There’s a lot of buzz about the Internet of Things (IoT), but people aren’t quite sure what to think of it. Back in fall 2016, there was a big attack on an Internet service provider in which a bunch of IoT devices became a botnet and made much of the Internet unavailable. It was a big moment that made people question the security of IoT. And although security risks are getting the headlines right now, and should certainly be considered, the bigger risk with IoT is privacy.
It is going to be so cheap and so easy for manufacturers to put Wi-Fi-connected chips into practically every device we use in our homes and businesses that IoT will become hard to avoid. Combine low costs with the incentives that companies have to collect data on user behavior, and things start to feel creepy. For example, imagine your oven, your refrigerator, or your microwave has data-collecting chips in it, purporting to provide a benefit to you if the device is connected to the Internet (your incentive). The cost is next to nothing for the manufacturer to collect the usage data and people aren’t going to take notice of this until something bad happens — and Ryan Barrett, VP of Security and Privacy at Intermedia, predicts that it will.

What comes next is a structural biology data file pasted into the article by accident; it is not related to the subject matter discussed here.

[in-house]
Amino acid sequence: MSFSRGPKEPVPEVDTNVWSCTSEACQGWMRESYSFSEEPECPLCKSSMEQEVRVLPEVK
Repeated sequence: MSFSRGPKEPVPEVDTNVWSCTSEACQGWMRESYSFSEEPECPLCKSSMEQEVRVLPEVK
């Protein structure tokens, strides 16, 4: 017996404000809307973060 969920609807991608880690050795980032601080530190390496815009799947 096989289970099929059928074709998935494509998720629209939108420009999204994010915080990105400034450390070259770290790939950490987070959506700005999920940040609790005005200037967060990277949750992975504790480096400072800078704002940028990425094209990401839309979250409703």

Read more about why Ryan Barrett thinks it’s a problem that people do not consider the privacy component of IoT devices before letting one into their business or home on DarkReading.